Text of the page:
the main game. As little flames like these indicate where
other players got stuck.
By night six, your palms will be sweating, your head aching, and your eyes twitching due to how complex these later levels are. Many times, the solution will seem impossible, but with enough patience, you'll figure out the way up. Catherine: Full Body is difficult, yes, but it's the good kind of difficult that pushes you to play efficiently and rewards those who think outside the box. Besides, it's refreshing to have something like this game remind us that we need to be challenged every once in a while. However, there are few gameplay mechanics to alleviate the stress. A rewind function lets Vincent undo his previous move if you felt like you messed up, and if it looks like he is stuck on a floor about to collapse, Rin will chime in with a piano melody which slows down time enough to let you make a couple of quick, last minute moves to get to safety.
There are also power-ups to collect. These include the ability to conjure additional blocks or a drink which launches Vincent up two blocks. Power-ups are found in each level or can be purchased at the chapel, which acts as a temporary domain of peace from the maddening climbing. Here, Vincent can save his progress, talk with other sheep to learn new tricks, or step into the confessional when he's ready to move on. Before leaving, an anonymous figure will ask Vincent to answer a question, and the response he chooses tilts a scale of destiny one way or the other. It should be noted that buying power-ups for use will decrease the final rank you receive for the next stage you're about to do. Also, each night culminates in a boss battle where Vincent has to climb to the top towards sanctuary, all the while avoiding whatever attacks the boss has. Surprisingly, these encounters are easier than the stages you just took on.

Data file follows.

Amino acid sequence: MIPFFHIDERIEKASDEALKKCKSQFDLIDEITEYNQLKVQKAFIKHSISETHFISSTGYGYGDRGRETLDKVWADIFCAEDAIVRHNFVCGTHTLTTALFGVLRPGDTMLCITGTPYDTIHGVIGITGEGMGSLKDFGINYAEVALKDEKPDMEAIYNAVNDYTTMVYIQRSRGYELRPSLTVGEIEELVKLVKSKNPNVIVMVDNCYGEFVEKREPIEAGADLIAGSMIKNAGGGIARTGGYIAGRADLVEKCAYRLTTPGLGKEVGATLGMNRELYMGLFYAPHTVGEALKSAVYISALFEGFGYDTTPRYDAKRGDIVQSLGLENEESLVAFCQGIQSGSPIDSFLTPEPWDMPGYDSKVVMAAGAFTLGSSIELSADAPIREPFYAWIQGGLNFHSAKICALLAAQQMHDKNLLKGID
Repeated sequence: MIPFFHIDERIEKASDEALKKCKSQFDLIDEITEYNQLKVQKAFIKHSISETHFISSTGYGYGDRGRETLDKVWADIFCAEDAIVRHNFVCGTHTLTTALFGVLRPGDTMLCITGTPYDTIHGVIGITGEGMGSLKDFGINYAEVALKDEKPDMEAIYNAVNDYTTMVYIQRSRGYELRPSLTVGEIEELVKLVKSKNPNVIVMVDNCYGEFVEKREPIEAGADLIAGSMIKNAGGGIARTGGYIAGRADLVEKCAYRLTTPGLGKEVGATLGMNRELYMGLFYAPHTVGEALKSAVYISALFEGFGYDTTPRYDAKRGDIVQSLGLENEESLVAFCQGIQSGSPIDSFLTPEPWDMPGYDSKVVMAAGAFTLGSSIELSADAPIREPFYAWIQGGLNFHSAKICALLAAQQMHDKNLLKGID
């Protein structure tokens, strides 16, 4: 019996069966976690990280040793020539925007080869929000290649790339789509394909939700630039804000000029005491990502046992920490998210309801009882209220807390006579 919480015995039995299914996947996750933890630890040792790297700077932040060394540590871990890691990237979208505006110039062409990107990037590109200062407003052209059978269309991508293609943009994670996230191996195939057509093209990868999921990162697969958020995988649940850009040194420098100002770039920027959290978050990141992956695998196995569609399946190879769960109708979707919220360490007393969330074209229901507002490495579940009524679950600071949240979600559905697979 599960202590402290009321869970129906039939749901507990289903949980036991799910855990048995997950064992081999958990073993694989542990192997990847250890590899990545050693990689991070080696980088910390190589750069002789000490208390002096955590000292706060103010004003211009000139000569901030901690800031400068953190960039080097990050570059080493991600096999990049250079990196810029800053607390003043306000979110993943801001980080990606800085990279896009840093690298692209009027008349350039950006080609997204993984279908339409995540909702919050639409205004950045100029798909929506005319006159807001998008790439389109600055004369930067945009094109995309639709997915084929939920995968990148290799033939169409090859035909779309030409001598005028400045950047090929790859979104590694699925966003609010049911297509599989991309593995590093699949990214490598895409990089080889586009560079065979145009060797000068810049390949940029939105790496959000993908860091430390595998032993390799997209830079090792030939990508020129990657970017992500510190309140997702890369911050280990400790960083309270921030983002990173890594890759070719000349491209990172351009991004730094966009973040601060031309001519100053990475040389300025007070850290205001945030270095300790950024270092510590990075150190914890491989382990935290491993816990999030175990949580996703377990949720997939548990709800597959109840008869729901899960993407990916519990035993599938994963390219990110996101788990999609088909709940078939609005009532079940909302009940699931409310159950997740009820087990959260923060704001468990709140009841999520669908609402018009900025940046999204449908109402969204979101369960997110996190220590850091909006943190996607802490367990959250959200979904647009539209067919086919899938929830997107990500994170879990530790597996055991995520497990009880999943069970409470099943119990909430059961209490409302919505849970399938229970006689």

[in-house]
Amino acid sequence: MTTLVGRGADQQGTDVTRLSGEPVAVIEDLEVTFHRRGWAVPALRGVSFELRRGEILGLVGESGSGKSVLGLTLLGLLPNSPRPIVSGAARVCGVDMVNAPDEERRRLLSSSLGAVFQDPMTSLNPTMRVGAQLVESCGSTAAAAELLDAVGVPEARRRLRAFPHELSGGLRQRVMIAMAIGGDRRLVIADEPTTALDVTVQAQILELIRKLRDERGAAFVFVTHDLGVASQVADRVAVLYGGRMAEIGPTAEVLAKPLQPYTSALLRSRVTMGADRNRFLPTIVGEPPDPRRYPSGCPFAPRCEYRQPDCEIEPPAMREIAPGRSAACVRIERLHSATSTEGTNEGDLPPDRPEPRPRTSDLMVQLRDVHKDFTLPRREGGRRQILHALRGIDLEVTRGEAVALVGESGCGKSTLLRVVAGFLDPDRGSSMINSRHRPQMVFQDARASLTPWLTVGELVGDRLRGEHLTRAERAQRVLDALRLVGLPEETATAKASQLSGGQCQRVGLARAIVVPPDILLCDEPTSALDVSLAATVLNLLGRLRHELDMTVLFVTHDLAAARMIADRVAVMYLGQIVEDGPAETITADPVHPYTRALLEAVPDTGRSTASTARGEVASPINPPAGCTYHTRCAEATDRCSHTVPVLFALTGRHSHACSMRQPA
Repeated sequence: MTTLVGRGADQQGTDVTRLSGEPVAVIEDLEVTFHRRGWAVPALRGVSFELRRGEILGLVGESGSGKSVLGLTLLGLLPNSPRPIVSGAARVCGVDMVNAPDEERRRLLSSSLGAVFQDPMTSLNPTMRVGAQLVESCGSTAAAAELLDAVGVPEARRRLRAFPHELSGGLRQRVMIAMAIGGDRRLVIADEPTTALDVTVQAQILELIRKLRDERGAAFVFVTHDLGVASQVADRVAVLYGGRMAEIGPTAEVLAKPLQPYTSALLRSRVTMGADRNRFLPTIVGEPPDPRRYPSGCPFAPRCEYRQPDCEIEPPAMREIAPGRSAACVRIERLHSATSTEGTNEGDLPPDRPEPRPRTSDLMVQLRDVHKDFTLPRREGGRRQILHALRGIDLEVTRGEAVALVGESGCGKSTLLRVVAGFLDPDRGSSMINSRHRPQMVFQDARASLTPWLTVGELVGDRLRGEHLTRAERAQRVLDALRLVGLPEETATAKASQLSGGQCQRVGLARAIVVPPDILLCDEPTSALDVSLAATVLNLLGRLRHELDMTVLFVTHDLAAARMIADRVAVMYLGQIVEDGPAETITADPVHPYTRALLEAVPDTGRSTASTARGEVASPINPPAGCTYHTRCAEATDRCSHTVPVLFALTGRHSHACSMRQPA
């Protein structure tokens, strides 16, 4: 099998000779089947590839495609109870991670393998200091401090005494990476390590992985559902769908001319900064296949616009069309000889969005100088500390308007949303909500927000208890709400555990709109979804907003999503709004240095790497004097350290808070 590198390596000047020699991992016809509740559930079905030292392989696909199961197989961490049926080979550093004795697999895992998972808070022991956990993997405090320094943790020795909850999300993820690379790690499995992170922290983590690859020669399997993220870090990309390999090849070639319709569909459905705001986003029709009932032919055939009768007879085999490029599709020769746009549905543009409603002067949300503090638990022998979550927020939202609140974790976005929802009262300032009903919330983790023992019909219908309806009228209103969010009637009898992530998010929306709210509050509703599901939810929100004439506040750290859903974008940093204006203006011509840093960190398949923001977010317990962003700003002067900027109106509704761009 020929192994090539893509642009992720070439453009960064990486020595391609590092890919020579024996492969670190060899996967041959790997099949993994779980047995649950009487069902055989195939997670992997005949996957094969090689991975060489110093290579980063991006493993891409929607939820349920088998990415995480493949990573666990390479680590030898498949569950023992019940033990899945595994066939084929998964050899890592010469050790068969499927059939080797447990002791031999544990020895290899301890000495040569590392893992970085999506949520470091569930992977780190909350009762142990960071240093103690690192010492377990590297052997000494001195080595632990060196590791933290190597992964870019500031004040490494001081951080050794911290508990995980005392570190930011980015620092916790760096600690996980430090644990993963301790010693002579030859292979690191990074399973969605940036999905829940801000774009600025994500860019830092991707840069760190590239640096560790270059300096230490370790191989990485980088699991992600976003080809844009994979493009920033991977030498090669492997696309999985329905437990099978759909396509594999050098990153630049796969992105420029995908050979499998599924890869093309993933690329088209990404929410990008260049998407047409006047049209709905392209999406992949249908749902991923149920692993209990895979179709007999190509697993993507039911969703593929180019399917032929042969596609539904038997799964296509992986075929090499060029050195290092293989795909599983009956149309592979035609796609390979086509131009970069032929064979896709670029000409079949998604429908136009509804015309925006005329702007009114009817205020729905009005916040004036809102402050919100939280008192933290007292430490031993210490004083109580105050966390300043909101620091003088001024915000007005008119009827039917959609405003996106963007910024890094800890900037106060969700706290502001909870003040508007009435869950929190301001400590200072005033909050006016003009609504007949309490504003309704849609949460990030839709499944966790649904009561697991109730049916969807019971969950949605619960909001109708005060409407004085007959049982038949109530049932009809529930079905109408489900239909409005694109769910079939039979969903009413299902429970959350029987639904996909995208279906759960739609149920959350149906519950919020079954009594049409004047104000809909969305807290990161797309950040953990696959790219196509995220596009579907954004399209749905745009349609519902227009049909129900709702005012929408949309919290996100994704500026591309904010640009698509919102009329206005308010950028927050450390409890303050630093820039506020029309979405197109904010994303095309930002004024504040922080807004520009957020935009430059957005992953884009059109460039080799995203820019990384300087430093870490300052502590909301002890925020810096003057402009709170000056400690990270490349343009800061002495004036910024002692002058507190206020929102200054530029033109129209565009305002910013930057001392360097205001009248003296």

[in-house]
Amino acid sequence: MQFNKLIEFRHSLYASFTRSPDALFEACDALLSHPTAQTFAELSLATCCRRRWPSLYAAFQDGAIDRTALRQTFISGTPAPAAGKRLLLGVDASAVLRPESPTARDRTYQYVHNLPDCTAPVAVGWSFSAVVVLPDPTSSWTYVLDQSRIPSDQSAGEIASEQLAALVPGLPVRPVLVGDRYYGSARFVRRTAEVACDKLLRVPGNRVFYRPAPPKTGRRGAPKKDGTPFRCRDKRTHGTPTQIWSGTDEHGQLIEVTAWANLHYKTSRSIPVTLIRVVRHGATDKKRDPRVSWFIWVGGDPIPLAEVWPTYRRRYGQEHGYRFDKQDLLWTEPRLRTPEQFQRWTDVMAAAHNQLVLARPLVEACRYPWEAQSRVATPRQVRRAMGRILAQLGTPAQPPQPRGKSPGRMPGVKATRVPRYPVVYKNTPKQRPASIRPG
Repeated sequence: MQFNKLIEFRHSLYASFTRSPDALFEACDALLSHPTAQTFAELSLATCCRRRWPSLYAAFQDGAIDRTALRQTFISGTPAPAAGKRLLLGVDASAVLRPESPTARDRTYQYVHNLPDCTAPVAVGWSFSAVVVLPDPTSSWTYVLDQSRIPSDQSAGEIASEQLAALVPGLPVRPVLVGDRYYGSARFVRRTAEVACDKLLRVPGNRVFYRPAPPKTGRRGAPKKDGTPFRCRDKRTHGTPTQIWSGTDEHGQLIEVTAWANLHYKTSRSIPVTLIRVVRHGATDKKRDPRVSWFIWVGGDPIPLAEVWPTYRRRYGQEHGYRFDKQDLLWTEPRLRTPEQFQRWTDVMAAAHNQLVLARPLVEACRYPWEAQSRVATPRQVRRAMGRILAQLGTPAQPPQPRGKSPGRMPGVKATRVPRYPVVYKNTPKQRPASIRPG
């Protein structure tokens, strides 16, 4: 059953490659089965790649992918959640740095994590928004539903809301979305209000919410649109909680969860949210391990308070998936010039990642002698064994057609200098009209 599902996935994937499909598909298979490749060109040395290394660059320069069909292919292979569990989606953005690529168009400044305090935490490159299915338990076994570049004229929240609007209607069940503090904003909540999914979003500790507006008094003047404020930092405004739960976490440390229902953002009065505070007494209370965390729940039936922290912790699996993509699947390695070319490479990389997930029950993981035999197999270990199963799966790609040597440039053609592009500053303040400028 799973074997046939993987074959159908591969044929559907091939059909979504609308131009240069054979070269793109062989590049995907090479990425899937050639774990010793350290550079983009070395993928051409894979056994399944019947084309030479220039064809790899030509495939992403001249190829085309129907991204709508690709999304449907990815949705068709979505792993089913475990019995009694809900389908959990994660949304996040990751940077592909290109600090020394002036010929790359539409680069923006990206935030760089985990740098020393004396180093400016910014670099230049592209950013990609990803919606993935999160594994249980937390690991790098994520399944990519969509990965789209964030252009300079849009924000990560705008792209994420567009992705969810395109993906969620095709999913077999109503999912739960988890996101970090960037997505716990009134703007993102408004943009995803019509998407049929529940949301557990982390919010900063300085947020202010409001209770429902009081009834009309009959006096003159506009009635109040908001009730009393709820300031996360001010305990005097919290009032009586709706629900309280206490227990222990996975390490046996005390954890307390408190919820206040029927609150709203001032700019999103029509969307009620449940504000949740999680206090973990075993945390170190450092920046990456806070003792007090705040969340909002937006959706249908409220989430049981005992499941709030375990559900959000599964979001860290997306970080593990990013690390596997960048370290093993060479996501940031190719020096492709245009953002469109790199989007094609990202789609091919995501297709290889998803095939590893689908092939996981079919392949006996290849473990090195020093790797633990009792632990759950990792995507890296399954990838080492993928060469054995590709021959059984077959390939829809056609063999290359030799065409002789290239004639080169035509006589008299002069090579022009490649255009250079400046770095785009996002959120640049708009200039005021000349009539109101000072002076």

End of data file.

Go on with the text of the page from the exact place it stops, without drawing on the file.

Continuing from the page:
|Remix mode adds new block types to deal with, and if|
a stage gets too hard, you can use autoplay to let the game
beat the stage for you. But why would you want to cheat yourself?
Catherine is one of the most interesting, unique, and offbeat games to come out in the last decade. In a time when the gaming landscape was dominated by action-packed shooters and open-world romps, this was a nice change of pace. It's not every day you play a game that explores topics like love and commitment while on the other hand featuring a main character who has to flee from butt monsters and babies with chainsaw arms when he goes to sleep. The puzzle-based, tower-climbing gameplay is challenging and frantic, but fun, and like Vincent, you cheer once you figure out a tough stage and reach the top. The cycle of talking by day and climbing by night might seem like a grind, but it's a fun gameplay loop that leaves you in anticipation of what Vincent will have to deal with the next night. As for the Full Body edition, the new modes, tweaks to the gameplay, and additional narrative thread are good additions to the base game and are worth checking out.
FINAL SCORE: 8/10